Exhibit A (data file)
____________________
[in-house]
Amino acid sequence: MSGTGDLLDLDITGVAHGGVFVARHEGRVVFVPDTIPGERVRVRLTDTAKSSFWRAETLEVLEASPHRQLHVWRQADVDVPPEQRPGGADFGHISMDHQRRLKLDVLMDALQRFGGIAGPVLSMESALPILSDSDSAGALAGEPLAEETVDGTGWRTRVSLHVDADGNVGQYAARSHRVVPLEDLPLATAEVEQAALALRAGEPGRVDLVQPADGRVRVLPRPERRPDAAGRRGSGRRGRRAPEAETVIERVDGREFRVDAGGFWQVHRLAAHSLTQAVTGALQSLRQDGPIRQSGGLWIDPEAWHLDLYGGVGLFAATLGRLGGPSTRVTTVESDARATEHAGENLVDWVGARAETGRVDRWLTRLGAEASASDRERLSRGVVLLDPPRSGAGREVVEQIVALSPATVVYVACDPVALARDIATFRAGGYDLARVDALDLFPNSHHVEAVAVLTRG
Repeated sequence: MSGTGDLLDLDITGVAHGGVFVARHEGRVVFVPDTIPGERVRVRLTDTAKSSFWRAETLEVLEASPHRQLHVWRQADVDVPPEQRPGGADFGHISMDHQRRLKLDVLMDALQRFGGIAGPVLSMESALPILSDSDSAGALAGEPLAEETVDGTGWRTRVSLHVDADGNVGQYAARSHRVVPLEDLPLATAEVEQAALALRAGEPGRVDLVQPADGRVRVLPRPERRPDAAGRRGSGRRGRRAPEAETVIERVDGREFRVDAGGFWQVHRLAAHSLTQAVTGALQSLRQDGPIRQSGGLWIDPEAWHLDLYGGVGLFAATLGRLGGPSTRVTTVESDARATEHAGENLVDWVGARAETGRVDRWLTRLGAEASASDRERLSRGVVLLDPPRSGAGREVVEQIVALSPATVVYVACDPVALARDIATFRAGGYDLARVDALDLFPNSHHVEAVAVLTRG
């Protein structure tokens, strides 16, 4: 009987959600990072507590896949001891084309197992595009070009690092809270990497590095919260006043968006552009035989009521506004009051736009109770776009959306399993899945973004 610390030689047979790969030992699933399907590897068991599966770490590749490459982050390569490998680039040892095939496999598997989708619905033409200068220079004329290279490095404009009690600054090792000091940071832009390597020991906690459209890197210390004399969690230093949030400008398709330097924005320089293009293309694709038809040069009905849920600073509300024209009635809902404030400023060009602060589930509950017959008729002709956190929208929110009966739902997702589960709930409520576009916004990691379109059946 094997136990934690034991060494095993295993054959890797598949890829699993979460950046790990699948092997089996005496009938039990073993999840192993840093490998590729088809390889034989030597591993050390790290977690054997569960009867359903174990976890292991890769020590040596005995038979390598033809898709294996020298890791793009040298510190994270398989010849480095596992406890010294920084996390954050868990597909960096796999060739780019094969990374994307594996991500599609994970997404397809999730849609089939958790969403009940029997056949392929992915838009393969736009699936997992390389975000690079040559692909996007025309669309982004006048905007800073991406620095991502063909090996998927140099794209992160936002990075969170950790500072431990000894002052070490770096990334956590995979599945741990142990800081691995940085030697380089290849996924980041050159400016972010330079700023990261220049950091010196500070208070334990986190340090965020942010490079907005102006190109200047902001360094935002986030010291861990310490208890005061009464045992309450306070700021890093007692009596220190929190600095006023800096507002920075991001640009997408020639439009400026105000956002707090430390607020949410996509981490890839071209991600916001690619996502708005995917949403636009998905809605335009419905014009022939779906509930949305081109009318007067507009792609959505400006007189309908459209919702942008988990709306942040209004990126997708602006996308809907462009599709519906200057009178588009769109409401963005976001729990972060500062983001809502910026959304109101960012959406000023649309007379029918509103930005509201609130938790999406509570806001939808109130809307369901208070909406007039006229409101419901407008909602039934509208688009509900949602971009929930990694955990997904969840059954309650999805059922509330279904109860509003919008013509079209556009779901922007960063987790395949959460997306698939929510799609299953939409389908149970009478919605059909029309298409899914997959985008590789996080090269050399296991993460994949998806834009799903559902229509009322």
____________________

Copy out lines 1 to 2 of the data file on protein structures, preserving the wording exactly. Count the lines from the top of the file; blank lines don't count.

[in-house]
Amino acid sequence: MSGTGDLLDLDITGVAHGGVFVARHEGRVVFVPDTIPGERVRVRLTDTAKSSFWRAETLEVLEASPHRQLHVWRQADVDVPPEQRPGGADFGHISMDHQRRLKLDVLMDALQRFGGIAGPVLSMESALPILSDSDSAGALAGEPLAEETVDGTGWRTRVSLHVDADGNVGQYAARSHRVVPLEDLPLATAEVEQAALALRAGEPGRVDLVQPADGRVRVLPRPERRPDAAGRRGSGRRGRRAPEAETVIERVDGREFRVDAGGFWQVHRLAAHSLTQAVTGALQSLRQDGPIRQSGGLWIDPEAWHLDLYGGVGLFAATLGRLGGPSTRVTTVESDARATEHAGENLVDWVGARAETGRVDRWLTRLGAEASASDRERLSRGVVLLDPPRSGAGREVVEQIVALSPATVVYVACDPVALARDIATFRAGGYDLARVDALDLFPNSHHVEAVAVLTRG